I’m hoping to do my own experiments with indigo really soon! Got any stories to share about this ingredient?

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Music Monday – Grand Central (K-Pax OST)

Hi people, it’s another brand new Monday and here’s today’s Music Monday pick. Grand Central was composed by Edward Shearmur for the movie K-Pax which was released in 2001. I don’t think it made it to Malaysia, but I watched the film while in the UK. Its story is one of those that allows viewers to draw their own conclusions as to what really happened in the end. Of all the music which I enjoyed throughout the movie, this track is the one I played on loop most often. :p

Happy Monday!

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Soap Pre-Orders and Reservations Available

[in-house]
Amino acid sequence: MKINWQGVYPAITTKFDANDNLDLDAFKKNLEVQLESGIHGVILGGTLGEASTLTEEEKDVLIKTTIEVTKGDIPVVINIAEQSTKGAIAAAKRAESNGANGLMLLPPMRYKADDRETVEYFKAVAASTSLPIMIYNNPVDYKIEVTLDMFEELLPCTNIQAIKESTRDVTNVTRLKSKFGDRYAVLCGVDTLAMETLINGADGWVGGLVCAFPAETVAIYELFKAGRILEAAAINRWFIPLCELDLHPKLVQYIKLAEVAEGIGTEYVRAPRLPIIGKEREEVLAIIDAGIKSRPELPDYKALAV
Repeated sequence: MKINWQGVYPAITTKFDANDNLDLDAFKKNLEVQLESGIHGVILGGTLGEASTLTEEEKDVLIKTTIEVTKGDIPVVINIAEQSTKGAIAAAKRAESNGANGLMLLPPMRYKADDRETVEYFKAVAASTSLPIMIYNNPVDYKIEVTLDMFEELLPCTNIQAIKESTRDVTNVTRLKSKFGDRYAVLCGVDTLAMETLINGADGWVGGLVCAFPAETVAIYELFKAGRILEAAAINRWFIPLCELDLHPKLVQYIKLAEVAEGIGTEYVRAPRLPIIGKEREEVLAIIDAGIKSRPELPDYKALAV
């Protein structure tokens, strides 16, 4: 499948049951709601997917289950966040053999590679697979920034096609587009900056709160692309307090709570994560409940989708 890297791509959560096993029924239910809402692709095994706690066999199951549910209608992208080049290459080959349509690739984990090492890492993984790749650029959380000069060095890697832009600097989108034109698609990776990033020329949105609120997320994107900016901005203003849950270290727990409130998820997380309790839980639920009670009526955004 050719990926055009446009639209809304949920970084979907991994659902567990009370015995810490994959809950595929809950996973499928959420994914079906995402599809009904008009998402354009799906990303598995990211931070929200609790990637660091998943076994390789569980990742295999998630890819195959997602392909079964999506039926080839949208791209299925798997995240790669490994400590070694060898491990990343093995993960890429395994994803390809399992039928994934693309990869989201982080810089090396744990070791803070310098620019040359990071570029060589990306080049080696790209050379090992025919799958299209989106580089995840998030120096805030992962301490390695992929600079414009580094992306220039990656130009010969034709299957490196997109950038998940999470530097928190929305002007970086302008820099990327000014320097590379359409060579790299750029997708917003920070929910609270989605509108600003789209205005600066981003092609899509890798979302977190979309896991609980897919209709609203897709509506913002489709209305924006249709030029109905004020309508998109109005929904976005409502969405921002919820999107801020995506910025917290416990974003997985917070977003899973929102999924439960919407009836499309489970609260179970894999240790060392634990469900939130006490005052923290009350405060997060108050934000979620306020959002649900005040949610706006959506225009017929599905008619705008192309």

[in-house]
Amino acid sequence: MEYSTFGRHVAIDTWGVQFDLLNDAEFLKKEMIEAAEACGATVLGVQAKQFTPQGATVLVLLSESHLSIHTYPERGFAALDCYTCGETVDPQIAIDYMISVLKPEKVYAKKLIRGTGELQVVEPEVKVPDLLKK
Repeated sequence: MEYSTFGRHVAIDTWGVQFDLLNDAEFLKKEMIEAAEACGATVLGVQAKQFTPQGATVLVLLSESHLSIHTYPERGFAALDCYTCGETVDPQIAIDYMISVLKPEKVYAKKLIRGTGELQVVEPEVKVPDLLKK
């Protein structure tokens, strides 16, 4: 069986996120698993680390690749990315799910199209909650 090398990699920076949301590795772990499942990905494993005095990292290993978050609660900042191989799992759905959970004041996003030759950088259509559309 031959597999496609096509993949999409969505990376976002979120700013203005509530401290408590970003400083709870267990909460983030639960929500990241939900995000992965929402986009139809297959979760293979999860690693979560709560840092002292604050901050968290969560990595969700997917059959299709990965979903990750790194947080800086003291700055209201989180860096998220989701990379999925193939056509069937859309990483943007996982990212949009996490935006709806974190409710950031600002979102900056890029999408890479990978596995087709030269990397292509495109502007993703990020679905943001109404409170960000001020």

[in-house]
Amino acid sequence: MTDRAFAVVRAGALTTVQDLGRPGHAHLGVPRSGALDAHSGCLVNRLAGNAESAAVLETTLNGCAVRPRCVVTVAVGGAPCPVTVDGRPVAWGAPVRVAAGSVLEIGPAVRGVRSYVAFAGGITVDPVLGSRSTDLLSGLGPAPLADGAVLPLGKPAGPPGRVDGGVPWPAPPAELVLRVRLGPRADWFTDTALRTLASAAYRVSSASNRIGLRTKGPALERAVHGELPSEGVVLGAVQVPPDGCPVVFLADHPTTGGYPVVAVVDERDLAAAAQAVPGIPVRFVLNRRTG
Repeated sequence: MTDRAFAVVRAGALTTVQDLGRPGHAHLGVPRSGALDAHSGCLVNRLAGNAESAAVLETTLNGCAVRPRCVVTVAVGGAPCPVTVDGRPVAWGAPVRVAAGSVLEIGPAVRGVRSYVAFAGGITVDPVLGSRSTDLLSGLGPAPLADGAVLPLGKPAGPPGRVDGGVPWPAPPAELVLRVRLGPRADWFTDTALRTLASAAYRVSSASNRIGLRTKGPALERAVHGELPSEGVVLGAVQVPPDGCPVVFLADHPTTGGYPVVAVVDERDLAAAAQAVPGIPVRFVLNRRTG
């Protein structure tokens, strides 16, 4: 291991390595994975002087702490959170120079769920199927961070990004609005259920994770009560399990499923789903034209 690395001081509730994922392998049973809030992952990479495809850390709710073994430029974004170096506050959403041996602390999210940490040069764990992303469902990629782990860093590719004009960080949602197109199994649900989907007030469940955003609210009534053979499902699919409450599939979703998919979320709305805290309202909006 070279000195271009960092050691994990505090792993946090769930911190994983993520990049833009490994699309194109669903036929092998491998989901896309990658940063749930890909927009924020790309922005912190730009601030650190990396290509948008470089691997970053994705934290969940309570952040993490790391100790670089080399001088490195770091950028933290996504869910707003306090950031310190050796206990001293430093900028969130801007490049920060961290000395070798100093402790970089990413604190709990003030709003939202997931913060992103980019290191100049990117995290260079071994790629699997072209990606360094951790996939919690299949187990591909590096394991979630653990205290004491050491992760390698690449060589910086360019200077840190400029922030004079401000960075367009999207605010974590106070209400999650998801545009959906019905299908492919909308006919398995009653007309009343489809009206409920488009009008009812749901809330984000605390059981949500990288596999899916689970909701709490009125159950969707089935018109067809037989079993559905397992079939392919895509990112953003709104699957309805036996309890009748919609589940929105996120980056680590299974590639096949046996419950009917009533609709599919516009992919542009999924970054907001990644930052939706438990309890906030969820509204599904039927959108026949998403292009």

Seeing how this happy problem of me running out of stock of soap is happening more frequently these days, I’d like to highlight that you can always pre-order your soap so I can better estimate how much soap to make for each batch.

You needn’t pay anything up front. Just send me an e-mail to let me know what you’d like me to reserve for you, and I’ll advise you on when it will be ready. When the date rolls around, I’ll remind you about your reserved soap so you can make arrangements for payment. If I don’t hear from you after 3 days, or you change your mind about your order, not to worry. I’ll just release your reserved soap and make it available for sale.

Hope this helps!

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Gratitude